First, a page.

Judge Hamill commented that Smith would have been banned from driving at the time of the offence. He asked if Smith was facing any charges for that. Sgt Jones said she wasn't.

Smith's counsel said his client was going through "a chaotic stage in her life" at the time of the offence. He added: "She doesn't have 100pc recall of the incident. She was on heavy medication."
He said that a friend of Smith had lent her the Land Rover.

Judge Hamill expressed his surprise that a friend would lend Smith a car when she was banned from driving.
(Source: The Evening Herald)


A man from County Fermanagh has been arrested in connection with a suspected £500,000 VAT fraud.
Revenue and Customs officers and police carried out the searches at a farm house and outbuildings in Kesh.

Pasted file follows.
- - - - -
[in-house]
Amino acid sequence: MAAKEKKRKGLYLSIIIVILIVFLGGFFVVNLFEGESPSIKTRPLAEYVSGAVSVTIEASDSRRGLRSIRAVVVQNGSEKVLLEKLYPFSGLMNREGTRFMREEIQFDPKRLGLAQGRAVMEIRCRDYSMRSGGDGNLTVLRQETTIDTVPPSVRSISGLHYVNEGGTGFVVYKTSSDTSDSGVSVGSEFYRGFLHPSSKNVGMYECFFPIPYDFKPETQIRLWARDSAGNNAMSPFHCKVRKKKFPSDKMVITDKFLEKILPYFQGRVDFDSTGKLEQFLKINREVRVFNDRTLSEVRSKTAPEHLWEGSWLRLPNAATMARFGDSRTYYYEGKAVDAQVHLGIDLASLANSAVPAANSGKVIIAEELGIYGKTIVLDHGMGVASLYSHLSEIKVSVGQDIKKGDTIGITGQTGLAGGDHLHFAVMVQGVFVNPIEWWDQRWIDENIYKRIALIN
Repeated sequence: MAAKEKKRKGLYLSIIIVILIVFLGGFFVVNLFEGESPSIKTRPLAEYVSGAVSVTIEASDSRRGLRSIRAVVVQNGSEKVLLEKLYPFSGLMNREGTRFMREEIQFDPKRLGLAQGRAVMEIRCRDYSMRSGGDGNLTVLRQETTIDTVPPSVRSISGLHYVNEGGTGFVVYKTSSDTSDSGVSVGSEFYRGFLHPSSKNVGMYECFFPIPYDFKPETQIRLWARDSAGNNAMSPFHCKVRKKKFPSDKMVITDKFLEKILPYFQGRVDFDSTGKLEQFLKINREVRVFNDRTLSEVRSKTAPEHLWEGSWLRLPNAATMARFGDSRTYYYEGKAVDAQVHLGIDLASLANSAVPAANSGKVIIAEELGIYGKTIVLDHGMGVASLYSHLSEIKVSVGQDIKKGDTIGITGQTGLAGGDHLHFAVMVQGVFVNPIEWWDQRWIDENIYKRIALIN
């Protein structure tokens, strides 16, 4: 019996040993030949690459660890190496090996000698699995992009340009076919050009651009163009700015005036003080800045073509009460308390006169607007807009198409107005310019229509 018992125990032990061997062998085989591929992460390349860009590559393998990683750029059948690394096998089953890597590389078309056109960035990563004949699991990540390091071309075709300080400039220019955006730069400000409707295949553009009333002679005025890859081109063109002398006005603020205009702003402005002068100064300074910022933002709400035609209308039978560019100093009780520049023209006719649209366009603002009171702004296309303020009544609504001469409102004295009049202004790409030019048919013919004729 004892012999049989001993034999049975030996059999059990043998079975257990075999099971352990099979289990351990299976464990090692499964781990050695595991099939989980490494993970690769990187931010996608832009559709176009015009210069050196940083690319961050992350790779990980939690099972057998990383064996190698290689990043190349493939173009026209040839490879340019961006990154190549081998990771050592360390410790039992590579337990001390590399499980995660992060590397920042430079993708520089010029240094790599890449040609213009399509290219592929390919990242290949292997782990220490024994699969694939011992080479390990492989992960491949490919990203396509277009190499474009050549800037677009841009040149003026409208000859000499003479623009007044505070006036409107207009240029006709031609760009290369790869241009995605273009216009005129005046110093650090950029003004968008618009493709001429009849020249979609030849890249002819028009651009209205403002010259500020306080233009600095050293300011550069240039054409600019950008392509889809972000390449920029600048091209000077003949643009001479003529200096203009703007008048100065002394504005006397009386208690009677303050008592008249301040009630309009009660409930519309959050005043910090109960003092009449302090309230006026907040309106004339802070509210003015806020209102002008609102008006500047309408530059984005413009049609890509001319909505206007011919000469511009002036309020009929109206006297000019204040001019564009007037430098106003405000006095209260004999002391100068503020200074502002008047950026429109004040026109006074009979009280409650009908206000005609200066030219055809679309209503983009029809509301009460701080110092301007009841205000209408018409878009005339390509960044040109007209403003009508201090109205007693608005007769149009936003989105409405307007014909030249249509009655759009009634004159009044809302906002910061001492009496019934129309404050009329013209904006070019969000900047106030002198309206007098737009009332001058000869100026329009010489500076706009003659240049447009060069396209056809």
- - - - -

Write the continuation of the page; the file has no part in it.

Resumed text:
Business records were seized as part of the operation.

Revenue and Customs said that they were not just targeting organised crime, but also individuals and businesses who attempted to evade paying tax or make fraudulent claims.

Across the UK 200 new customs officers have been recruited to bring in £7bn in unpaid tax per year by 2014.

John Whiting, assistant director of HMRC criminal investigation, said: "Our action sends a clear message to those tempted to become involved in crimes against our tax system.

"We take fraud extremely seriously and are committed to targeting criminals attempting to line their pockets at the expense of the taxpayer."
 (Source: BBC News)


Police were this past weekend continuing to question a man about withholding information on the murder of schoolteacher and publican John Kenny.

The man, a foreign national, was arrested by gardai investigating Mr Kenny's death at an address in Galway city last Wednesday evening and taken to Mill Street Garda Station.